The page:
Coronavirus: MAT invests £2m in tech for poorer pupils

AET will buy 9,000 additional devices to ensure pupils eligible for free school meals can access digital learning during the coronavirus outbreak

Catherine Lough

child using i-pad

One of the largest academy trusts in the country has said it will invest £2m for the provision of devices for poorer pupils while schools remain closed from the coronavirus epidemic.

The Academies Enterprise Trust will purchase 9,000 additional chrome-books and devices so that pupils with an Education and Healthcare Plan (EHCP) and those who are eligible for free school meals will be able to access digital learning while schools remain shut.


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The trus has set up Google Classroom for all 32,000 pupils in its schools.

The investment will mean the trust has 16,000 devices, 1,500 of which are for staff. The remaining 14,500 will be prioritised for pupils on free school meals and pupils with an EHCP, representing around 25 per cent of pupils in the trust's academies. 

These devices will be made available to pupils after Easter at the start of the summer term, the trust said.

Julian Drinkall, chief executive of AET said: “Until now Edtech was viewed by many as a luxury, but it’s clear today that it is a necessity.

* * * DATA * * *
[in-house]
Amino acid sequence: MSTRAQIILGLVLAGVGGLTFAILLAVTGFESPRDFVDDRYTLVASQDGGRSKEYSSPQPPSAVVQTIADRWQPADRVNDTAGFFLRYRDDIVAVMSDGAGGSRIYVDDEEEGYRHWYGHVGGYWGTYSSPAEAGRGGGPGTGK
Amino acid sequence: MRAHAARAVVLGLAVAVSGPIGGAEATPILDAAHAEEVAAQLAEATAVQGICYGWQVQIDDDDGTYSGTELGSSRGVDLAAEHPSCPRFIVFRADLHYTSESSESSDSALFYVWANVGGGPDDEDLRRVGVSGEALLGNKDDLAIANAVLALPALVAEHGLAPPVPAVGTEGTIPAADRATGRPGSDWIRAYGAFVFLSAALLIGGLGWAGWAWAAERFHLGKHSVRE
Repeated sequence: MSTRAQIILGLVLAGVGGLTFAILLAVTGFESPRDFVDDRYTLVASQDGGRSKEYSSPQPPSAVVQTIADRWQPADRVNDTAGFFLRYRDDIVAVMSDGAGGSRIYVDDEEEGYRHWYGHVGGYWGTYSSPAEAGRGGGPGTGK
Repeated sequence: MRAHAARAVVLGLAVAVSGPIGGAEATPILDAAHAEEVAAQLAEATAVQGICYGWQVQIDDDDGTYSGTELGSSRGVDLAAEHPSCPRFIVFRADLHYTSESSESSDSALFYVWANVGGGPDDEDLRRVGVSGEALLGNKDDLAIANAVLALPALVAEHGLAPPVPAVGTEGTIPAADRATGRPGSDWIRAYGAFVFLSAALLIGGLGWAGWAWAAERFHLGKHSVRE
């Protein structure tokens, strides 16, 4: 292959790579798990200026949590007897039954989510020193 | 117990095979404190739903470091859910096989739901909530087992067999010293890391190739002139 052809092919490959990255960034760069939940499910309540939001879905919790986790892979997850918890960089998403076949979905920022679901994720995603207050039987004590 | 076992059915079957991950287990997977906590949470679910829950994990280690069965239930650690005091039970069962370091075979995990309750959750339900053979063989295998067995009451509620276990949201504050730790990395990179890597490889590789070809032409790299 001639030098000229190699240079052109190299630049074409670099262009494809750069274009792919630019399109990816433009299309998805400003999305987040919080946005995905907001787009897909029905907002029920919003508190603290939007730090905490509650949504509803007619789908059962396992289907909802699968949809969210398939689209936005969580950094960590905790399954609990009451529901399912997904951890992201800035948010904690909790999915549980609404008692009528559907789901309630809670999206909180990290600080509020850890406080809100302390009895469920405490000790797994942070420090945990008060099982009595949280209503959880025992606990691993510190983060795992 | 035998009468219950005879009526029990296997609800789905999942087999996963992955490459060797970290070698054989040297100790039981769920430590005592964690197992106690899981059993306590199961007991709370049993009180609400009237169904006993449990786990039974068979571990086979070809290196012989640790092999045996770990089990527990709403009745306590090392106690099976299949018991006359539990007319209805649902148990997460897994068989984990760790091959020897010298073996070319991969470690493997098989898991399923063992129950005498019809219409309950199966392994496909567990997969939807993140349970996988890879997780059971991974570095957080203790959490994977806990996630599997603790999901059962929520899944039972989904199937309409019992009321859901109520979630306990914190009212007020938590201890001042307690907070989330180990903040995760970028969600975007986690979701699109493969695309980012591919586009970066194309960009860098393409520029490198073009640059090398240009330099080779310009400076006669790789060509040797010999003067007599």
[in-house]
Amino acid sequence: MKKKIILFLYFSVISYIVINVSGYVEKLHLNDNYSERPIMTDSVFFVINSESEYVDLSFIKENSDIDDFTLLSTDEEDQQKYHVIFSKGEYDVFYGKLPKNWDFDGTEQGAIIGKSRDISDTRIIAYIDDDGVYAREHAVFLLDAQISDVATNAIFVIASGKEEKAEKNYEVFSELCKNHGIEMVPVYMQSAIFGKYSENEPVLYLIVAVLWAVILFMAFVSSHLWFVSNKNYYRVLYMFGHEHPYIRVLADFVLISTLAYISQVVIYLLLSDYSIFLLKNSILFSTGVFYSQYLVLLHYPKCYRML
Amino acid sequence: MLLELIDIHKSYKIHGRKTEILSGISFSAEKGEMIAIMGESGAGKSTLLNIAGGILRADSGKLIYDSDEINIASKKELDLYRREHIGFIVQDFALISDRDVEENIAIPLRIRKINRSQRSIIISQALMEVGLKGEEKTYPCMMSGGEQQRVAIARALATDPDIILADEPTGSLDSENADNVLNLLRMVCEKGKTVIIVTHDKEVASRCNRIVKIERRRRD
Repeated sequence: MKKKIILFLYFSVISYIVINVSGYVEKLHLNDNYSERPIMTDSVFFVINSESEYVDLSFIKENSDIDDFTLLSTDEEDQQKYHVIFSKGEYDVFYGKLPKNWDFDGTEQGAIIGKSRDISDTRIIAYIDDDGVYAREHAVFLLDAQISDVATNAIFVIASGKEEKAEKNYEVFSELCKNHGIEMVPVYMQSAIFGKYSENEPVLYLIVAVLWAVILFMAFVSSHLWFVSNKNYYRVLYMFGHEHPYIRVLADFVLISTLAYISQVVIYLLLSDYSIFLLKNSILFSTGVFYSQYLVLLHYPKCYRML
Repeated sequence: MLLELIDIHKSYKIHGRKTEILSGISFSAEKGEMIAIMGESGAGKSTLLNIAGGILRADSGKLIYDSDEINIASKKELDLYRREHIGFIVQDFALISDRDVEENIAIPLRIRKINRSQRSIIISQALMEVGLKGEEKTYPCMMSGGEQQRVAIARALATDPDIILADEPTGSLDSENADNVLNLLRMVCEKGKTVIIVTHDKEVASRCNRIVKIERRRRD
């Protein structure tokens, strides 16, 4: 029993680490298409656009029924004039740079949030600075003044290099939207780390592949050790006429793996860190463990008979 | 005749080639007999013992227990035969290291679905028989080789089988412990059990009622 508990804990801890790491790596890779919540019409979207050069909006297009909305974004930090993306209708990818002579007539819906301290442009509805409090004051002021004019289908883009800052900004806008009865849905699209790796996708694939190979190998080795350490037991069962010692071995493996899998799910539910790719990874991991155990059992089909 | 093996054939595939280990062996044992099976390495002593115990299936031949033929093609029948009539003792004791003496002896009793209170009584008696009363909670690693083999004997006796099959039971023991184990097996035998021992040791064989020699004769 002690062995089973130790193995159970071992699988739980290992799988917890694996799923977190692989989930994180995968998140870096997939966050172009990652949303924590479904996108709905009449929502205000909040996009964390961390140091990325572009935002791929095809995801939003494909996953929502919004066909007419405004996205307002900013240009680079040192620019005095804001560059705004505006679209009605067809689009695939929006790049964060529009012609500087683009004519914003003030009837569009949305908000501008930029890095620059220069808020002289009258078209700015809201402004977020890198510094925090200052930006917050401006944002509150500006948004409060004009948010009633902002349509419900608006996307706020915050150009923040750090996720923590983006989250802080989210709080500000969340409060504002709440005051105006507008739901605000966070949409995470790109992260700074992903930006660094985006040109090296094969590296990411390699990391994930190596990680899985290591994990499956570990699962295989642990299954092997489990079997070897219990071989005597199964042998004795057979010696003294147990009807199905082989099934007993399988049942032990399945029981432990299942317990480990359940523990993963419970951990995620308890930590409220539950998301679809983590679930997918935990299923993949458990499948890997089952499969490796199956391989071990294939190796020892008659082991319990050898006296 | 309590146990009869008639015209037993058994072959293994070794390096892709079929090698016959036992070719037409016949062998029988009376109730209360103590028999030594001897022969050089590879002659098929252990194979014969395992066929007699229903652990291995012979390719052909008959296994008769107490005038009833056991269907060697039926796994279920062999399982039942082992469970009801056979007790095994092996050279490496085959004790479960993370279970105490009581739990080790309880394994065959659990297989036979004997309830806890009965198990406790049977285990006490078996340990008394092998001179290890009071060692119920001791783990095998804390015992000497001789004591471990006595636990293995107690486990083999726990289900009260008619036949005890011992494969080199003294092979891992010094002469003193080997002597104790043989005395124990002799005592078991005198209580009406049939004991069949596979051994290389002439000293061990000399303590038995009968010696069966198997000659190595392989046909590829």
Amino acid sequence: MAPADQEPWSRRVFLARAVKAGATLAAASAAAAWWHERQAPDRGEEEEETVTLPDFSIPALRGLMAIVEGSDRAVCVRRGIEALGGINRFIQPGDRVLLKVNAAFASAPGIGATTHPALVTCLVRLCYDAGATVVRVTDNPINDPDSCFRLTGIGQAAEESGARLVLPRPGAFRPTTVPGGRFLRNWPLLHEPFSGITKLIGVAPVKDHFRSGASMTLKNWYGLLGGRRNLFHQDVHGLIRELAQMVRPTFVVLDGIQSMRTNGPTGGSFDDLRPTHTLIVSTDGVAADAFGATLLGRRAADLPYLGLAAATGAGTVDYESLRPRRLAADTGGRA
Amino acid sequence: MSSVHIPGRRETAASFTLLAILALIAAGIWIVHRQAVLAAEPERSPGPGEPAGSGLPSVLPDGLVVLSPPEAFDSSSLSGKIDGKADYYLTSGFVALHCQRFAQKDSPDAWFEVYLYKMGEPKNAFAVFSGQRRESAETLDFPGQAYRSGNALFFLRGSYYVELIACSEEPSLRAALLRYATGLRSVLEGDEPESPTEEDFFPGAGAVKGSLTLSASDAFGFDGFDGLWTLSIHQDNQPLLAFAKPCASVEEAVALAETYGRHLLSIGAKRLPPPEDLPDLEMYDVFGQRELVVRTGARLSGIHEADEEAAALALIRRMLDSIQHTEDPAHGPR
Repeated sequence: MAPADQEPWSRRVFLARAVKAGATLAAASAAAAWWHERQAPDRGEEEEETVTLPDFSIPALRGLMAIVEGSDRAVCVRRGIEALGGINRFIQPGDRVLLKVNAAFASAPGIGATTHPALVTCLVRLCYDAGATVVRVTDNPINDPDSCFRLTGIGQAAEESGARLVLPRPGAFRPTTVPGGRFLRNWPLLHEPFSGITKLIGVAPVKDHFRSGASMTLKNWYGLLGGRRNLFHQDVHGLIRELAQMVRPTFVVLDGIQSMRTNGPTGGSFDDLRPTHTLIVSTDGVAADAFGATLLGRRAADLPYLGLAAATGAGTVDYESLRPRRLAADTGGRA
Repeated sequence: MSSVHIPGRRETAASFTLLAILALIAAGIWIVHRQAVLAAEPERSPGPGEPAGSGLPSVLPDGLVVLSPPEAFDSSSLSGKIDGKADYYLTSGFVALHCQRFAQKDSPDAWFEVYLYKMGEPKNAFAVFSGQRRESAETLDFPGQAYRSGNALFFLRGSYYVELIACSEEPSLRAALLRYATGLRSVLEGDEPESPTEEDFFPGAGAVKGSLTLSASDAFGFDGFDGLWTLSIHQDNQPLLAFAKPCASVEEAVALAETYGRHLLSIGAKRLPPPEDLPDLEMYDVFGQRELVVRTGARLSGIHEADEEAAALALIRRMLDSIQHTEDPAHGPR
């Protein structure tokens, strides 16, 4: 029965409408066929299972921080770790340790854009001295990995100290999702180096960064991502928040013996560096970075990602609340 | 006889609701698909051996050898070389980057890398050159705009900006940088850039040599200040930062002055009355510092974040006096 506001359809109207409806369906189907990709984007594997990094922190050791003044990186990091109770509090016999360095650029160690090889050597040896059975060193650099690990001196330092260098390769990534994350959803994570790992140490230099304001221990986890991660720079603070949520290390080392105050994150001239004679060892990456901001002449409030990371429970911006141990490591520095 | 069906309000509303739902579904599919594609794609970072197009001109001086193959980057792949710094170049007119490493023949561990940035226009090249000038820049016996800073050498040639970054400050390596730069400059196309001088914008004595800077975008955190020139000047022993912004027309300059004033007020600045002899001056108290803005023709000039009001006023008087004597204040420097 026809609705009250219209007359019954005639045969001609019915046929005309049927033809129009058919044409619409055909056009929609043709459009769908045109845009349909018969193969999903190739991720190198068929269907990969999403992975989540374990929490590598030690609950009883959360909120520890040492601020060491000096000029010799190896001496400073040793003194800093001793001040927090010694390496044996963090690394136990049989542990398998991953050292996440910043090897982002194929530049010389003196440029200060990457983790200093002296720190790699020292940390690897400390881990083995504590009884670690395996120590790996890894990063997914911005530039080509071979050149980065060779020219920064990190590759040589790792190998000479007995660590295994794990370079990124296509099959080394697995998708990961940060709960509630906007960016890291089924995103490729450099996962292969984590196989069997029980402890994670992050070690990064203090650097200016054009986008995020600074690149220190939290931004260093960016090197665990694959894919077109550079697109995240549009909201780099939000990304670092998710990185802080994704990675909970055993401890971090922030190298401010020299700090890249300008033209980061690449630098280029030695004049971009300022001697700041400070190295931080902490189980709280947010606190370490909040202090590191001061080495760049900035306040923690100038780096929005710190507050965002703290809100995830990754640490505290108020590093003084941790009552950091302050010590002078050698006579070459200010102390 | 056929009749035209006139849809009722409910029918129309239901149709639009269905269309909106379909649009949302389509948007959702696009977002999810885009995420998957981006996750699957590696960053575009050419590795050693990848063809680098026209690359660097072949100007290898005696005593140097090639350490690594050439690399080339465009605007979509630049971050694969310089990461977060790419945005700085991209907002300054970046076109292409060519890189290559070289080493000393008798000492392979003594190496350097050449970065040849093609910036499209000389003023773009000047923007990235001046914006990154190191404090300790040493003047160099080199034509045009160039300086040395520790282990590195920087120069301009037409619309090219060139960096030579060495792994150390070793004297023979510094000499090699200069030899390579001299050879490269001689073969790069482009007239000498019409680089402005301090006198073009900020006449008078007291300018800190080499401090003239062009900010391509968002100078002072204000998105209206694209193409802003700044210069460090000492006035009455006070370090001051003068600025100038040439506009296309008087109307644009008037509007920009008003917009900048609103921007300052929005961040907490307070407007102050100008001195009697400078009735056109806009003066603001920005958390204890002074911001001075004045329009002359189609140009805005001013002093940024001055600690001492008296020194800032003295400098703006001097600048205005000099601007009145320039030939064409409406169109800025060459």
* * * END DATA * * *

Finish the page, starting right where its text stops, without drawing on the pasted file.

"AET is fortunate in having some of the sector’s leading digital learning experts in-house, and so we’ve perhaps been more prepared than others have for school closures.  

“But of course, you can have the best digital learning strategy in the world, the best content, and brilliantly trained teachers to deliver it, but if pupils can’t access it at home, then they will learn nothing.

“Having spent the last few years rebuilding AET’s finances from a low point of £8m annual deficits, we are now in a position to be able to invest some of our surpluses in new devices so that every child can access the education they have a right to.”

The trust has also provided training for staff on how to use Google tools for digital learning, and created 15 days of live streaming lessons for Years 5 and 6 and Year 10 and 11 in English and maths since the outbreak of Covid-19. 

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Catherine Lough

Catherine Lough is a reporter at Tes.

Find me on Twitter @CathImogenLough

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